Have gotten new chickens and the old ones are pecking them to death...

Discussion in 'Chicken Behaviors and Egglaying' started by 2xchickenfarm, Apr 27, 2011.

  1. 2xchickenfarm

    2xchickenfarm Out Of The Brooder

    Apr 18, 2010
    Bath PA
    I had 12 hens that were about 1 year old. My husband decided we should get 12 more. They were in the chicken house and are now 6 weeks old. Seems old ones are now pecking them to death. I lost 3 since Sunday, and I don't know what to do. Any suggestions? Seems the older ones are also eating them. It is terrible. We thought something was getting in and dragging them out and killing them. But we closed them up all night and didn't let them out them in the pen until mid morning. So from then to three o'clock they killed another. What causes them to do this? We had chickens before and never had this problem even with newly hatched ones. What can I do?
  2. Deanner03

    Deanner03 The Cake Queen

    If you haven't already, TAKE THEM OUT NOW! Let them grow more, then try a slow introduction (having them separated by wire, but VISIBLE to each other for while, then put them together).
  3. ScotianChick

    ScotianChick Chillin' With My Peeps

    Dec 27, 2010
    They're only babies! Get them out of there quick! Of course they're pecking them to death, they're no where near full grown and still peeping! Don't put them back until they're full grown!!
  4. speckledhen

    speckledhen Intentional Solitude Premium Member

    Take them out ASAP. You cannot incorporate chicks with adults like that without consequences. The youngsters must be close to the size of the adults in order to be able to get away or defend themselves.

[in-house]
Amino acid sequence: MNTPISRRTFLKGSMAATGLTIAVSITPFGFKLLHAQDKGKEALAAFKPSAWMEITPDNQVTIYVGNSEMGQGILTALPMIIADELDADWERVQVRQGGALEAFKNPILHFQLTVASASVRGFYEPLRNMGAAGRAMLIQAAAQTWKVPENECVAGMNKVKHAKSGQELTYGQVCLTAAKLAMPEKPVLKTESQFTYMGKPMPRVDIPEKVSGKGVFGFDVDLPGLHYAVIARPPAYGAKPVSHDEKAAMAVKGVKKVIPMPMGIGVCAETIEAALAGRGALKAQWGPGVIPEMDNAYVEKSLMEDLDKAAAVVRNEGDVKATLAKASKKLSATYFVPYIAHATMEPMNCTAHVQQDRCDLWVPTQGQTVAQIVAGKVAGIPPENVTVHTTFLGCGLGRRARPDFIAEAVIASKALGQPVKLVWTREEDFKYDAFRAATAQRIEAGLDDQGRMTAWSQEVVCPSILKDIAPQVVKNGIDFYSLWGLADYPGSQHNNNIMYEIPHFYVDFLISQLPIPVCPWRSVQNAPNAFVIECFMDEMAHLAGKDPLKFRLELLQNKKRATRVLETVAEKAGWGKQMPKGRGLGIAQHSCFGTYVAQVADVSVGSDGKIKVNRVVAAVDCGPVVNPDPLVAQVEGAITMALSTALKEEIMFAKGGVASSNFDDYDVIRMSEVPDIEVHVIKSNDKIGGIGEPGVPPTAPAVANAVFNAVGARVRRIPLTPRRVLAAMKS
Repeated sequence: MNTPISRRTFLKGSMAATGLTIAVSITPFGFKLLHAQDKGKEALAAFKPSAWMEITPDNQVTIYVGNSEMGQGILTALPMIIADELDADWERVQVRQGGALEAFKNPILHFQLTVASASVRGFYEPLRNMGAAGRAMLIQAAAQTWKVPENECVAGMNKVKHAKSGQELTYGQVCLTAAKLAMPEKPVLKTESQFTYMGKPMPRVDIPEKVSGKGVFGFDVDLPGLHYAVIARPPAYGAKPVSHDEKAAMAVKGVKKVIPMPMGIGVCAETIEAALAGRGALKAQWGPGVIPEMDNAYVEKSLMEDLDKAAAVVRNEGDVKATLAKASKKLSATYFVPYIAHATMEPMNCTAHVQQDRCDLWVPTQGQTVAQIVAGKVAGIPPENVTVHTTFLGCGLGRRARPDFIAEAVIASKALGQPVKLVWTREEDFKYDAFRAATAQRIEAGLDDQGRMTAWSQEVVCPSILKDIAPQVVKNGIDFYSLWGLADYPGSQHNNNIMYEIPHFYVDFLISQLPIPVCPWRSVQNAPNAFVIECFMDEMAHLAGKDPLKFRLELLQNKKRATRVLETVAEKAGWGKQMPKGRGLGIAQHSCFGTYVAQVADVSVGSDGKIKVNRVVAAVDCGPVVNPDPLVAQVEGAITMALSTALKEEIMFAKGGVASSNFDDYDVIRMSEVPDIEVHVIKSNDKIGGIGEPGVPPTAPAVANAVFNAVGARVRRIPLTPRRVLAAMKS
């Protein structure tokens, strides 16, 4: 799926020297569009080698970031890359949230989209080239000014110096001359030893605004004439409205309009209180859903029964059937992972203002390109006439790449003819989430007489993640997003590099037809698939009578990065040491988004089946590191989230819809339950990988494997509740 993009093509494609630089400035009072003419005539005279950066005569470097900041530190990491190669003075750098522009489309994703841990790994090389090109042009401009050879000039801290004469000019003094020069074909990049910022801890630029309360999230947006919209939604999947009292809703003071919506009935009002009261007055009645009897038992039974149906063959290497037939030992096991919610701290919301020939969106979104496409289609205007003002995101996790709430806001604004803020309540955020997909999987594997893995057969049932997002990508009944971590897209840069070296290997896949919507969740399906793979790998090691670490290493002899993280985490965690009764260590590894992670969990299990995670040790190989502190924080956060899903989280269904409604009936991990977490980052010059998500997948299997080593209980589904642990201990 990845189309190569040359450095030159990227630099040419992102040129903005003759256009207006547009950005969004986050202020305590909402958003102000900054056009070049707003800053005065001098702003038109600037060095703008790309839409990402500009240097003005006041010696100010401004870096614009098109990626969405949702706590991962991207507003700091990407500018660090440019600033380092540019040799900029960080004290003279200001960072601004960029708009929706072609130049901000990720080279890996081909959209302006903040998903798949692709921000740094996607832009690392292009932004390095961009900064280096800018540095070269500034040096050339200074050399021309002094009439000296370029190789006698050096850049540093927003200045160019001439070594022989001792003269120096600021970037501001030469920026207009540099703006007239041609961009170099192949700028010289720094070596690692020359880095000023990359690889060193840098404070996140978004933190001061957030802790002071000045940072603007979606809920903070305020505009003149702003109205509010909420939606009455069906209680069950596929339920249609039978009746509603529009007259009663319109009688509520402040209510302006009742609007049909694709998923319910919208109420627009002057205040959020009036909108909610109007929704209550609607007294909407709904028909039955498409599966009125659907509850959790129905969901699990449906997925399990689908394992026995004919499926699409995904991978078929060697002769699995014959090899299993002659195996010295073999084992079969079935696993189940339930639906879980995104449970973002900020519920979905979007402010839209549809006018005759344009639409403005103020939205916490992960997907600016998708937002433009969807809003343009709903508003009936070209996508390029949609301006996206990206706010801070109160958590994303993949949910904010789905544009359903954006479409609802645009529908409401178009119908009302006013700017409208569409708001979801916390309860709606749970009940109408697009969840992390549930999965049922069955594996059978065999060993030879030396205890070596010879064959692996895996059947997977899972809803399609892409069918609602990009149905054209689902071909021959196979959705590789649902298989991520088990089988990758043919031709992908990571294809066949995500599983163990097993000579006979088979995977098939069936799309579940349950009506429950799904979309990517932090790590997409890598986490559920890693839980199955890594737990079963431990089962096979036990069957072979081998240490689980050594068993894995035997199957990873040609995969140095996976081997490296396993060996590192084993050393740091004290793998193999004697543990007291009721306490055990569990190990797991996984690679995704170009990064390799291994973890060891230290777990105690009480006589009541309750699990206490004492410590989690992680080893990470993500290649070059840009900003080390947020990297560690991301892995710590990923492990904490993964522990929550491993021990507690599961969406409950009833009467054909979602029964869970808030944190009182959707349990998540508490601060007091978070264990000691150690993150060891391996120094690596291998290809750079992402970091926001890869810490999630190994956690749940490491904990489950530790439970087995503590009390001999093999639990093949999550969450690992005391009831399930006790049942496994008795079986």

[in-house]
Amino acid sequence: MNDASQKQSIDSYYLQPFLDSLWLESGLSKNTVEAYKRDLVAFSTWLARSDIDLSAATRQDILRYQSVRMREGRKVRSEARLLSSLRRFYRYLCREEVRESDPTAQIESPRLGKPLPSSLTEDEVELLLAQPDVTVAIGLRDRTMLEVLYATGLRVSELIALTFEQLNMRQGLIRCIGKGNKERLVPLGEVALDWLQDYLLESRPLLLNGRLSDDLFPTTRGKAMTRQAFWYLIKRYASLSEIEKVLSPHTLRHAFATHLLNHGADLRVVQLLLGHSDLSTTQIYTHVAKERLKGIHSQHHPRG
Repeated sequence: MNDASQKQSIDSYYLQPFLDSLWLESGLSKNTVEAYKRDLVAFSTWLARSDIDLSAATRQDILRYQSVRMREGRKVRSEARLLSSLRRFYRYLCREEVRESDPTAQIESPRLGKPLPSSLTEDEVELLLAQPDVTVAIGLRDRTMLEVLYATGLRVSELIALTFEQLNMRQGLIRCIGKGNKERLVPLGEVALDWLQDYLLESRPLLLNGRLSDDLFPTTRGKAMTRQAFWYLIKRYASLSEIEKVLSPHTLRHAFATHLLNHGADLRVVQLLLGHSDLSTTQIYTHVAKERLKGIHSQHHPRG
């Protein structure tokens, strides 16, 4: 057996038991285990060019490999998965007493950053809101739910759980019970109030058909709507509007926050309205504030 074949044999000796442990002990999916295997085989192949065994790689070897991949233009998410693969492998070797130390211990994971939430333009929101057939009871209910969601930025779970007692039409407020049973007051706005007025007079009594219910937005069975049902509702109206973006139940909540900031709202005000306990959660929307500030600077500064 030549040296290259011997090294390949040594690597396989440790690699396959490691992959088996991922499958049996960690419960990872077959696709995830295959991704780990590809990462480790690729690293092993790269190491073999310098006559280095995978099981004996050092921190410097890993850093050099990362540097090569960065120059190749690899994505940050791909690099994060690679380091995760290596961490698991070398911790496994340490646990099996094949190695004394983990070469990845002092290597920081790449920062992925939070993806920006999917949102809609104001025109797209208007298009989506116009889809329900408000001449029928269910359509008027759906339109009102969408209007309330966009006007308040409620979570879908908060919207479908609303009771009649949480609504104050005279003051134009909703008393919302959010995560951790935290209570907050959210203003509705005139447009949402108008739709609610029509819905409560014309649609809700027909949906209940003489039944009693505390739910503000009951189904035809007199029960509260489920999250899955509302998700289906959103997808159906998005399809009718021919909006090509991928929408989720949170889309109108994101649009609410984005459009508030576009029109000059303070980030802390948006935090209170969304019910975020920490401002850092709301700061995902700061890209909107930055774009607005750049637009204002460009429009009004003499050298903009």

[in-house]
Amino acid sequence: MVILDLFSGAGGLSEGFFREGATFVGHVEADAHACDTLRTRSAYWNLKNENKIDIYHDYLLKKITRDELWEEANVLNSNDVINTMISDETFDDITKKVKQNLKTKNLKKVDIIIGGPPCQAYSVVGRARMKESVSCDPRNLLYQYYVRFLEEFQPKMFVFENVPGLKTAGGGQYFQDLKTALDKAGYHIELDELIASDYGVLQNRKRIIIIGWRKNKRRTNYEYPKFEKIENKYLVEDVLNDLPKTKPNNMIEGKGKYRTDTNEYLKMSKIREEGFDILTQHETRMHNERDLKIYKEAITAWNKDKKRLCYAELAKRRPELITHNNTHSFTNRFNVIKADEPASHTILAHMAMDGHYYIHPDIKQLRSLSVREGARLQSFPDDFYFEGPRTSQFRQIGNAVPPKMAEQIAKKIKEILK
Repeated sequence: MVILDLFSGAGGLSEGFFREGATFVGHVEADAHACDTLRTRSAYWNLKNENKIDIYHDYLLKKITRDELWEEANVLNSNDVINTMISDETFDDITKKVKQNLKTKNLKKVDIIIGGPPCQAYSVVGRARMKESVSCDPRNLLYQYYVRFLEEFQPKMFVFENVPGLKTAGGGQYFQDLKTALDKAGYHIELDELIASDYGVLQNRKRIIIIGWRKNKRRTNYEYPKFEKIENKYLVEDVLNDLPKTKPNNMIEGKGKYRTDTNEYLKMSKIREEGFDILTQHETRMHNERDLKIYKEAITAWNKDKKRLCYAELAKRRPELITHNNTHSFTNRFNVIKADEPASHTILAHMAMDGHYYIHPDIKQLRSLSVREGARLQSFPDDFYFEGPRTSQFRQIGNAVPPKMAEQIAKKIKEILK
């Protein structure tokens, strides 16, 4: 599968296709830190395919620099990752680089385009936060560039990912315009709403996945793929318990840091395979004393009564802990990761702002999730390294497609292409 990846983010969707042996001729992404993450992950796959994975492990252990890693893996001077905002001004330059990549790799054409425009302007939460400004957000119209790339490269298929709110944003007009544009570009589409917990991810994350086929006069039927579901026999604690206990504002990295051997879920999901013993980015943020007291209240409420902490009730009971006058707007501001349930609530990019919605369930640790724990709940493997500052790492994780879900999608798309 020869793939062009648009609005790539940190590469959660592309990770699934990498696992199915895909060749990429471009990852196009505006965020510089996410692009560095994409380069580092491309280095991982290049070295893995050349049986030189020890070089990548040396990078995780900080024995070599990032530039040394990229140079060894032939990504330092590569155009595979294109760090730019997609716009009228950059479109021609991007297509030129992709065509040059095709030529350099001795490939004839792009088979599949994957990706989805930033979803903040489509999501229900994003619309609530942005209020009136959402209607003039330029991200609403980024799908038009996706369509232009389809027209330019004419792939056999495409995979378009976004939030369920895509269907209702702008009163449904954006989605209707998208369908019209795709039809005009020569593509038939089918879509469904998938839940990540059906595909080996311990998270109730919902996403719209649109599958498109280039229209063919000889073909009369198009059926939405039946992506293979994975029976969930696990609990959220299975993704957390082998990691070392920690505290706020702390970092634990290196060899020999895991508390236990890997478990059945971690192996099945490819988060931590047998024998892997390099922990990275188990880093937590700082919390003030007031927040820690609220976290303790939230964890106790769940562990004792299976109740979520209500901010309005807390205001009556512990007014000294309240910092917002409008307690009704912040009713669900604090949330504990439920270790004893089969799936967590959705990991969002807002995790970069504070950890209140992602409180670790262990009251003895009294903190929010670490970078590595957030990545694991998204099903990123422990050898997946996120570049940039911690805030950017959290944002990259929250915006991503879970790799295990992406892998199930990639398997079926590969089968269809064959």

Also, babies can't eat layer feed, either, so they need to be separate till they're older.
  5. 2xchickenfarm

    2xchickenfarm Out Of The Brooder

    Apr 18, 2010
    Bath PA
    Thank you everyone. Never had this problem before. I left them in there but put up a 2 x 8 enclosed fence for them. At least then they all can see each other, but the older ones can't get into them.
  6. Celtic Chick

    Celtic Chick Overrun With Chickens

    Apr 7, 2011
    SE Wis
    Introducing chickens is a time consuming process, just so you know.
    Never just throw new chickens into an existing flock. The results can be catastrophic. You need to have an introduction period of at least a few days to a week, preferrably with the new ones fenced off so the "old" ones can't tear them to pieces.
    If you have chicks, the general rule for adding new birds to an already existing flock is to wait until the newcomers are roughly the same size as the established birds. That way, they can at least defend themselves. Otherwise, they will be seriously injured or even killed.
    When introducing adult or adult-sized birds to an existing flock, a 30 day quarantine is highly recommended. Disease is easily carried from flock to flock, even on your shoes. I usually quarantine the new birds for at least 30 days, well away from the main flock, then put them in a pen near the main flock for a few weeks. You can then either divide your run into 2 separate sections or put the newcomers into a cage inside the run for a few days to let them get used to each other. Then I let them out to free range together for a few days/week, eventually they will fight it out and the new ones will blend in with the original flock.
    Unacquainted chickens are going to fight, and unfortunately there is not much that can be done about it. It is just in their nature. But I would suggest that when you do finally put them together for the first time that you have the garden hose ready just in case anyone gets a little too out of hand. One quick shot of water should do it. [​IMG]
  7. Lacey1988

    Lacey1988 Chillin' With My Peeps

    Apr 7, 2011
    their still too young you got to wait till they are about the same size of the adults by then they can take the abuse and fight back
    Last edited: Apr 27, 2011

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